Monday, February 22, 2010

How this book publicist's week started.

This blog could also be titled: How to turn a very nice book promotion campaign accomplishment sour.

So here's how this book publicist's week started. I had to apologize to a media contact for a former client's actions.

What happened was this. Over the weekend, I received an email from a radio show host sending me a link to a lovely book review he'd graciously written and which was published on his station's web site. Because I considered the book review to be a result of a book promotion campaign that I conducted (even though the book promotion campaign ended a few months ago), I forwarded the radio show host's email to the author without first removing the radio show host's contact information. It never occurred to me that there was a reason to strip out the contact information, and there is a practical reason for including it, since I often have clients who are gracious enough to send media folks thank-you notes for providing them with book publicity opportunities.

Wouldn't you know that, this morning, the author carbon copied me on an email he's sent to the radio show host that critiqued the book review and requested a revision? I was mortified -- now I was obligated to email the radio show host, apologize for passing along his contact information to an ungrateful author, and assure him that none of my clients would be contacting him directly in the future.

And all of that happened to this book publicist before 8:00 on Monday morning. Can I start this week over again, please? Book promotion is supposed to be fun! What happened here?

Friday, February 19, 2010

From the NYT bestseller list to jail.

Have you heard about Kevin Trudeau's book, The Weight Loss Cure? Trudeau, whom describes as a "TV pitchman," is the author of Natural Cures "They" Don't Want You to Know About, Debt Cures: "They" Don't Want You to Know About, and The Weight Loss Cure: "They" Don't Want You to Know About. His books have been on the New York Times bestseller list. But because Trudeau's integrity has been called into question, and because he seems to have found himself in a conflict with Judge Robert Gettleman (it seems that Trudeau stands accused of writing an unhelpful book and then rallying his readers to flood the judge's inbox with emails that support Trudeau and his diet book), Trudeau may be headed to jail.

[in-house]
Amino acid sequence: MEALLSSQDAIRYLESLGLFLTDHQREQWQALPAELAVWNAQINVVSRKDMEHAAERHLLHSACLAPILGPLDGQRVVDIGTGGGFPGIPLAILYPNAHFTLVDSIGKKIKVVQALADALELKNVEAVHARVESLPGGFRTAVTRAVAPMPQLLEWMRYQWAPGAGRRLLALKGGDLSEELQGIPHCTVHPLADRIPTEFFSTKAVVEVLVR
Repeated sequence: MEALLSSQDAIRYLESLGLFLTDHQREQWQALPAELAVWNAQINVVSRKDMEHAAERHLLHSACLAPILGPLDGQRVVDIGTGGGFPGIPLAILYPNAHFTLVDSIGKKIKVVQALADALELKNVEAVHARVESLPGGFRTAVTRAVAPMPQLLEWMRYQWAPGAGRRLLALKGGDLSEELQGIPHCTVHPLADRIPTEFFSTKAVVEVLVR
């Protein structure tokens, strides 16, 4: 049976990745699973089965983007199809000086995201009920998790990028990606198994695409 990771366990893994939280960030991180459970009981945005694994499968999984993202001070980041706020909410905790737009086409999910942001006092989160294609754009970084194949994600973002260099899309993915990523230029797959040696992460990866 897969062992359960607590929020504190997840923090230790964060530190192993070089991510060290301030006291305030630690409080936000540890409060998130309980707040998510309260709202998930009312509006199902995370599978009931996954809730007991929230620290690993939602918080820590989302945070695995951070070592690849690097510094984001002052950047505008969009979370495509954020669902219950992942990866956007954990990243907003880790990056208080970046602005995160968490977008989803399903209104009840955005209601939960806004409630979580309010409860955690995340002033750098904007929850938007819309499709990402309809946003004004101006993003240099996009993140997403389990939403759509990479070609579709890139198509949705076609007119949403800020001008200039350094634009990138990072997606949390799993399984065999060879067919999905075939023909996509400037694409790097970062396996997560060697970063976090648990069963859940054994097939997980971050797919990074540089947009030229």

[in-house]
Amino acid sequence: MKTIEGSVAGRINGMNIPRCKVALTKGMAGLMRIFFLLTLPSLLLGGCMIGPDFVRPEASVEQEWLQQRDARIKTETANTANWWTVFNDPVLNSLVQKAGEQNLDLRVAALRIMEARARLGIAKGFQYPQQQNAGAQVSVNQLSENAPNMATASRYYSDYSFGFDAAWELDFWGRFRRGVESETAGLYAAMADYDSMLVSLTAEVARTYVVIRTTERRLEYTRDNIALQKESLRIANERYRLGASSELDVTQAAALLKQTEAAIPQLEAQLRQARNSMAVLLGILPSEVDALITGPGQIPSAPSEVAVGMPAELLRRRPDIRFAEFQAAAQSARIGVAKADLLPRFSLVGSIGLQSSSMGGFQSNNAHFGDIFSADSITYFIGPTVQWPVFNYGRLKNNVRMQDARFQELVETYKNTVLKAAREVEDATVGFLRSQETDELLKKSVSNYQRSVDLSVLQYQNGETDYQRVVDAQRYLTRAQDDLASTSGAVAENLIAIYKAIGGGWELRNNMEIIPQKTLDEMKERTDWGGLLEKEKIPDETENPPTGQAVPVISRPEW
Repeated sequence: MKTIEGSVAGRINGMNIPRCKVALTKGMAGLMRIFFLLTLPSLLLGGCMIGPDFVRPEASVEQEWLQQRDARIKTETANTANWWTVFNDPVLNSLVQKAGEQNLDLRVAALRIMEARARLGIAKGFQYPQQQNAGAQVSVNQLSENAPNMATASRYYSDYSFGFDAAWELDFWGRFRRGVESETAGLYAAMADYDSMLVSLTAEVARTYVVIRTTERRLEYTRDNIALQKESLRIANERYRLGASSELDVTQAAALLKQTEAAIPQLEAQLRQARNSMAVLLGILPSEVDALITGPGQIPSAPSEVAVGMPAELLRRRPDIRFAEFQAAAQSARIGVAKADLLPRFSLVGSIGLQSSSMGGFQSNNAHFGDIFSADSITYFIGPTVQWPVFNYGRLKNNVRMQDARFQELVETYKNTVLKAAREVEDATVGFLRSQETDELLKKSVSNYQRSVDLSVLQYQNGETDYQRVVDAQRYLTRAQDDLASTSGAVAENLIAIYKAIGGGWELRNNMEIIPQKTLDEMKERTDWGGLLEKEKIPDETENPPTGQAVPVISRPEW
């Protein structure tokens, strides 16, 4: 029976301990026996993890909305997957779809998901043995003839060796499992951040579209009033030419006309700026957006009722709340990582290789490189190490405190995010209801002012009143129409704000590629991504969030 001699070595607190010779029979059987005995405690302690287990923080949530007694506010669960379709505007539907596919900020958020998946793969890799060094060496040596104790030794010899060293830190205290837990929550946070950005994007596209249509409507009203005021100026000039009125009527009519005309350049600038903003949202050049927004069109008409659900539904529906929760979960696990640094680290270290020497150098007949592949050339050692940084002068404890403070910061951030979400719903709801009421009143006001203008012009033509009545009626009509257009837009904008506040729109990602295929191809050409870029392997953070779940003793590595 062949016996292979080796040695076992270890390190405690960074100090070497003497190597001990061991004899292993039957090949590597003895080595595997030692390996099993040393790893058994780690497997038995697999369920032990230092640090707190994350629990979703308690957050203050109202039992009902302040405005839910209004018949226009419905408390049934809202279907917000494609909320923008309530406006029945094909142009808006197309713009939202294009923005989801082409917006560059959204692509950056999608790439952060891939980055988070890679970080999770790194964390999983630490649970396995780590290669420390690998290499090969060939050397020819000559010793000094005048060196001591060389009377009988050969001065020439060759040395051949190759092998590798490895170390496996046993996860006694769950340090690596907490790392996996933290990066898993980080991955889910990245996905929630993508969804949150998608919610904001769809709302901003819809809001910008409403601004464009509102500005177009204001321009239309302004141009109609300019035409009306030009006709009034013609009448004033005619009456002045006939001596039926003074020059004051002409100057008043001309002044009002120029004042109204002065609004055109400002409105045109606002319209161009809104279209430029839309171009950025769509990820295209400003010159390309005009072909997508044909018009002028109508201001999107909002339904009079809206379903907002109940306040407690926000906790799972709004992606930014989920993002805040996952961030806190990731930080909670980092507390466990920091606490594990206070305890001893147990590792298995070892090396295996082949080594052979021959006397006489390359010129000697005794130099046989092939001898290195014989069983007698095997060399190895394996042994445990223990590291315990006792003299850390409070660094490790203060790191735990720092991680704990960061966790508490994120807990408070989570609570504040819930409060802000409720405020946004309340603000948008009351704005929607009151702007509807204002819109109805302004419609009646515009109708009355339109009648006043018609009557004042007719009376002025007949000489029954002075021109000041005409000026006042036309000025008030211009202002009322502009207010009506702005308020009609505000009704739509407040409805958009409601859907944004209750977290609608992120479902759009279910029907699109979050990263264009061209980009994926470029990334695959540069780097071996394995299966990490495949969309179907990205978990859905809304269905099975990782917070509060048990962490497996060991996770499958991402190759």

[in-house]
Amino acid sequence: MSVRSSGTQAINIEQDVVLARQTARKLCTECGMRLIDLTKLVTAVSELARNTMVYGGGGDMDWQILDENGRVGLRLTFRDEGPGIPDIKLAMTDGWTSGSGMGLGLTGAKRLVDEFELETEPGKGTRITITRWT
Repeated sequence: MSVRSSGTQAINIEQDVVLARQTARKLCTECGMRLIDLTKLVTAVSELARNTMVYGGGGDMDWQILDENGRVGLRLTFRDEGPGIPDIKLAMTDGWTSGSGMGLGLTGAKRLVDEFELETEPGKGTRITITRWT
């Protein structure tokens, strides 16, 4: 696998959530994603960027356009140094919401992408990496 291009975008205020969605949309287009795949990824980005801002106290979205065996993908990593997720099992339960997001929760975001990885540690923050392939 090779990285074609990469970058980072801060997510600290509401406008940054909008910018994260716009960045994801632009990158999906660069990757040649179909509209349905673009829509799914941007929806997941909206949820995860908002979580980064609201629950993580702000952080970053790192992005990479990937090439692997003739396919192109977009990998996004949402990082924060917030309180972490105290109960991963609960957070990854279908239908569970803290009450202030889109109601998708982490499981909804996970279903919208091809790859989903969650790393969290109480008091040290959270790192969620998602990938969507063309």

Trudeau may serve a prison sentence and incur a huge fine as a consequence of his actions, but there's one positive thing this book publicist would say about him. If authors and publishers need any extra incentive to always conduct book promotion campaigns with integrity, and to always make honesty the first priority of a book publicity effort, then Trudeau is it.

Kevin Trudeau had achieved the dream of every author and every publisher.

And now he'll pay for it.

And he more than deserves to pay for it, according to the reports I've seen.

Thursday, February 18, 2010

Did someone say "51-city book tour?"!!!!

Yes, we all enjoy book publicity, and we all appreciate the value of hard work and guerilla book promotion and dedicated self-promotion.

But -- wow! According to the Wall Street Journal, Rebecca Skloot arranged a 51-city book tour to promote her bestselling nonfiction book, The Immortal Life of Henrietta Lacks.

A 51-city book tour? That averages out to (yes, even this mathematically-challenged book publicist can figure it out) more than one book publicity stop per U.S. state!

It took Rebecca Skloot ten years to publish her book, and all of her hard work and effort paid off. Clearly, all the hard work and effort (and time and money) she's putting into her book publicity campaign is paying off, too.

But...a 51-city book tour? That's the most amazing book promotion effort I've heard of in recent times! I'm glad to see it's paying off for Skloot and for her publisher.

Wednesday, February 10, 2010